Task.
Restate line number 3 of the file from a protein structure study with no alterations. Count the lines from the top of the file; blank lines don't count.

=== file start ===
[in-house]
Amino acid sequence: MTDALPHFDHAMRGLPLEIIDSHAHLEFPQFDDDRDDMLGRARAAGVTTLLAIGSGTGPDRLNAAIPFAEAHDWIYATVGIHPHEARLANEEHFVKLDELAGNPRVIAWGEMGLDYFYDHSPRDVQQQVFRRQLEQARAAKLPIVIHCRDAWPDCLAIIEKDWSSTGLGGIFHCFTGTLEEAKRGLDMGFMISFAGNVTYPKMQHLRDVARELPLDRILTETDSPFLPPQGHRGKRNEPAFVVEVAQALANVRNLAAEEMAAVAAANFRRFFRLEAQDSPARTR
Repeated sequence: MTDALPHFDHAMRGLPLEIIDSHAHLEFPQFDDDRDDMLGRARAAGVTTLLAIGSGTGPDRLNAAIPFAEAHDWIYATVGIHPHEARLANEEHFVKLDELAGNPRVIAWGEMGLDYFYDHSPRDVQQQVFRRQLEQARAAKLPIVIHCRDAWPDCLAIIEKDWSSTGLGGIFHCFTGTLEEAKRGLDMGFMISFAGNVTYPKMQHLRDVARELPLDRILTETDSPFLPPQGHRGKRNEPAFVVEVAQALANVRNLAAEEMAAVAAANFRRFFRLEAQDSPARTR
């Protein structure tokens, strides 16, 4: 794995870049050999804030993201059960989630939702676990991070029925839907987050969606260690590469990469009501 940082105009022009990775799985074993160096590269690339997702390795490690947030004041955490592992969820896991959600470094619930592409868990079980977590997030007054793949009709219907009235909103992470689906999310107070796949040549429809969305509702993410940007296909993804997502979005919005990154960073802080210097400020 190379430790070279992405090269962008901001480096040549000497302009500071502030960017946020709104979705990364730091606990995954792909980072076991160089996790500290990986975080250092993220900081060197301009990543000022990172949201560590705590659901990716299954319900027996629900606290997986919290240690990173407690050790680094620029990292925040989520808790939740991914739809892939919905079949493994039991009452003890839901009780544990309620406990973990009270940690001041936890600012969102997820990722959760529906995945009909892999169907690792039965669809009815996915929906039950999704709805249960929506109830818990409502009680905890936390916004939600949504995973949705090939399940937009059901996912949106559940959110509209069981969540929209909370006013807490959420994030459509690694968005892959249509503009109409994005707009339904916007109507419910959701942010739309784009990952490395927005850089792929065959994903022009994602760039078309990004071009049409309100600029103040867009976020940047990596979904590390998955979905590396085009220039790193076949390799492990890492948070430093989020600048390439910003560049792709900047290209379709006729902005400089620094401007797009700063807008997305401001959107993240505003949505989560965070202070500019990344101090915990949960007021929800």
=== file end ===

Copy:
Repeated sequence: MTDALPHFDHAMRGLPLEIIDSHAHLEFPQFDDDRDDMLGRARAAGVTTLLAIGSGTGPDRLNAAIPFAEAHDWIYATVGIHPHEARLANEEHFVKLDELAGNPRVIAWGEMGLDYFYDHSPRDVQQQVFRRQLEQARAAKLPIVIHCRDAWPDCLAIIEKDWSSTGLGGIFHCFTGTLEEAKRGLDMGFMISFAGNVTYPKMQHLRDVARELPLDRILTETDSPFLPPQGHRGKRNEPAFVVEVAQALANVRNLAAEEMAAVAAANFRRFFRLEAQDSPARTR